COLUMBUS, Ohio — Ohio State closed ranks around the rollout of its football season as the university investigates whether coach Urban Meyer failed to report domestic abuse allegations, with the scandal hitting a school already accused of not facing up to sexual misconduct allegations against a sports doctor.
The Buckeyes plan to open their first football practice Friday without Meyer, who was put on administrative leave during the probe and also suspended from an endorsement deal by restaurant chain Bob Evans. It's not clear how restrictive the paid leave will be for the coach, who is expected to earn $7.6 million for the 2018 season after getting a raise earlier this year.
Ohio State officials declined comment Thursday beyond barring reporters from practices and saying they would decide by Monday when to allow coaches and players to speak to media. Co-offensive coordinator Ryan Day was named acting head coach while Meyer is out.
"Due to the ongoing investigation, football coaches and student-athletes will not be available for interviews until further notice and all practices will be closed," Ohio State spokesman Jerry Emig wrote in an email.
Meyer's future with one of the most storied programs in college football depends on how he managed allegations that former Buckeyes assistant and recruiting coordinator Zach Smith abused his ex-wife, Courtney Smith. The Smiths separated in June 2015 and divorced in 2016.
The central questions are about what Meyer knew and when.
Courtney Smith alleged Wednesday that she told Meyer's wife, Shelley, about the abuse in text messages and phone conversations in 2015 and that Shelley Meyer indicated she would tell the head coach. Courtney Smith's allegations — including the text messages — were reported by former ESPN reporter Brett McMurphy on his Facebook page and in a video interview with Smith.
"In 2015 I came forward with it," Courtney Smith said in the interview. "I told Shelley, I sent her some pictures (of injuries), I spoke to her on the phone."
Last week, Meyer told reporters he didn't know anything about the 2015 incident. It is not clear what contact Meyer had, if any, with university officials about the situation until Smith was fired last month. Smith has never been criminally charged.
A court hearing for Zach Smith regarding a domestic protection order sought by his ex-wife was postponed Thursday. She asked for the order after a July 20 disagreement, and the court action resulted in Zach Smith being fired from Ohio State, where he was set to make $340,000 for the 2018 season. The Smiths are due in court in September, and their lawyers did not respond to messages seeking comment Thursday.
Ohio State is investigating Meyer while also facing three federal lawsuits about its response to allegations of groping, leering and other misconduct by an athletic department doctor who treated wrestlers and other students for two decades. The lawsuits alleging sexual abuse by Dr. Richard Strauss, whose 2005 death was ruled a suicide, say Ohio State facilitated the abuse by ignoring complaints.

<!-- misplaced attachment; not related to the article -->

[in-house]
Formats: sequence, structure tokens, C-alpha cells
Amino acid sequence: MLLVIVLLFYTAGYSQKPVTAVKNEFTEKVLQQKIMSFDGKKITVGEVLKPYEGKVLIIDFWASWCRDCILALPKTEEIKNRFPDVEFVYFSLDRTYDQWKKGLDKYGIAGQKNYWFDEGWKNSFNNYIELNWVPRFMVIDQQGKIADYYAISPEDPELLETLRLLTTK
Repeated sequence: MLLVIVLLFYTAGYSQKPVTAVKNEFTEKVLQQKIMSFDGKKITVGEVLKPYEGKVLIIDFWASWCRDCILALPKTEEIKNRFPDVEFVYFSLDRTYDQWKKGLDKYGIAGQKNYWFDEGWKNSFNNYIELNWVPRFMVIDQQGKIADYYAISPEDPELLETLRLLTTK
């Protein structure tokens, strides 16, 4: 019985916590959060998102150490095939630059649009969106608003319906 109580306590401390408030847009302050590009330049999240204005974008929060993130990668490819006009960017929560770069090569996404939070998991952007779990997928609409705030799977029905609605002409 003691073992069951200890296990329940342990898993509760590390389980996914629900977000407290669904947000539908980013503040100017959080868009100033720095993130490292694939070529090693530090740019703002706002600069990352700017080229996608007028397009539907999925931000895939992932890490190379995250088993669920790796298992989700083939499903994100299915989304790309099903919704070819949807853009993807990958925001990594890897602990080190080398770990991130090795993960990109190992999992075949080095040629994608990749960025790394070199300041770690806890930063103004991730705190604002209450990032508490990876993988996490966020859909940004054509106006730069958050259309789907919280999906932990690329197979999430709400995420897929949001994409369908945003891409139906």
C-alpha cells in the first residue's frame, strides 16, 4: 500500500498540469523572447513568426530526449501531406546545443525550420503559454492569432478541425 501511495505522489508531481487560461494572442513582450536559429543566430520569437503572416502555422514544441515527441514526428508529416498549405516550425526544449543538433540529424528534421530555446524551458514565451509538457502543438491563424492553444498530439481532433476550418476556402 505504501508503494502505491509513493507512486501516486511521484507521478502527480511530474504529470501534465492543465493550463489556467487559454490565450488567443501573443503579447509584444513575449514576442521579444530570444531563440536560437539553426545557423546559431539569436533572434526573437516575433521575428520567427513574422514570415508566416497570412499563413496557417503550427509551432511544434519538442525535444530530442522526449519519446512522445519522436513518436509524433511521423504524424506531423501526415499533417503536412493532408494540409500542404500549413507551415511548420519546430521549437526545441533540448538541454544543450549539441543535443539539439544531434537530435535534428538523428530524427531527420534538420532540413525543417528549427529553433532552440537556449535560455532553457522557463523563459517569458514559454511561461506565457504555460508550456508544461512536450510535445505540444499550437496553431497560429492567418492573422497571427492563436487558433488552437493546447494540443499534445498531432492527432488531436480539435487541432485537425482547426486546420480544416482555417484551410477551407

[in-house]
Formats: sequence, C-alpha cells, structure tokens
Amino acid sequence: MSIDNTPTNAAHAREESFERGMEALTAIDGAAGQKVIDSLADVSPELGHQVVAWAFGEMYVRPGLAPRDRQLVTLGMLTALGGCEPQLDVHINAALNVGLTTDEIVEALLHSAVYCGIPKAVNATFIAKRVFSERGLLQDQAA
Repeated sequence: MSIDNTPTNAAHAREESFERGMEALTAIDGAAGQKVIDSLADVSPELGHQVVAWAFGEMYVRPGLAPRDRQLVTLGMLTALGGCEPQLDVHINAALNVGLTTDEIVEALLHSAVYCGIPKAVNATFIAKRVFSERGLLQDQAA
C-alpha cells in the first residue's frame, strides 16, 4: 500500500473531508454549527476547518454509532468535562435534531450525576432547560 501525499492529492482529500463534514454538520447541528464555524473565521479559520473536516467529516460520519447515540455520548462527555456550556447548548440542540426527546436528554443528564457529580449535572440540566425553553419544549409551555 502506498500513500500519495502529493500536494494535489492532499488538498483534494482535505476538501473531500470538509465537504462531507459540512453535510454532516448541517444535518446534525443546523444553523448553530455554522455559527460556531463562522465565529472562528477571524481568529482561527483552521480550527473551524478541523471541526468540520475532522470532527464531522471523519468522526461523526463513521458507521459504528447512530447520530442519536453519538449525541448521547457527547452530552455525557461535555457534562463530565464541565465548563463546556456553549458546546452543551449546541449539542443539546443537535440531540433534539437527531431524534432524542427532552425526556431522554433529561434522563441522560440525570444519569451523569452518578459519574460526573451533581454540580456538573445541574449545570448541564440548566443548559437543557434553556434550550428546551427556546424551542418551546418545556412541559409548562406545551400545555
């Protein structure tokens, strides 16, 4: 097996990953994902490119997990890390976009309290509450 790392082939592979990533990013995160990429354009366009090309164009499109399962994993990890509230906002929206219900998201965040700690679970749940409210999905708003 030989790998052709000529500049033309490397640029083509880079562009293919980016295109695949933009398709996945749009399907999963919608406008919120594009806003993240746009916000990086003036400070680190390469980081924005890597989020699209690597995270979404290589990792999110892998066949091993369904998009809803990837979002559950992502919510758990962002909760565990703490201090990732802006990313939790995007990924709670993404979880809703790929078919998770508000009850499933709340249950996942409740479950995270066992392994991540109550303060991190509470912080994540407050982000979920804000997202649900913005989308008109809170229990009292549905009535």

Since Ohio State announced an independent investigation in April, more than 100 former students have come forward with accounts of sexual misconduct by Strauss. The allegations range from 1979 to 1997 and involve male athletes from 14 sports, as well as his work at the student health center and his off-campus medical office.
The questions confronting Meyer involve whether he vouched too strongly for a coach he has considered family. Zach Smith, 34, is the grandson of former Ohio State coach Earle Bruce, Meyer's mentor who died in April. Smith played for Meyer as a walk-on at Bowling Green, worked for him at Florida and was hired as the wide receivers coach when Meyer came to Ohio State in 2012.
Meyer acknowledged last week he had been aware of a 2009 domestic abuse involving the Smiths in Gainesville, Florida. He said he and Shelley counseled the couple and allowed Zach Smith to remain on his Gators staff.
The vacancy that led to Meyer becoming coach at Ohio State came about because of a previous football scandal. Coach Jim Tressel was fired in 2011 for lying to the NCAA and university about rules violations committed by some of his players.
The Ohio State probe bears similarities to past scandals for other big-time college programs, centering on whether a team's leader properly reported potential wrongdoing. The similarity prompted the son of late Penn State coach Joe Paterno to weigh in with his opinion about public responses criticizing Meyer, comparing Meyer's situation with the Jerry Sandusky child sex abuse scandal.
Jay Paterno, who was an assistant coach to his father and is currently an elected Penn State trustee, said in a blog post that "we should wait for facts" before calling for the Buckeyes coach to be fired.
Joe Paterno's four-decade career as Penn State coach ended when he was fired amid questions about how much he knew about Sandusky's past crimes and whether he acted appropriately with allegations he was told of by an assistant coach.
"As Penn Staters, we've seen the forces of innuendo, implication and allegation damage the lives and careers of good innocent people," Jay Paterno wrote, saying Americans should demand more.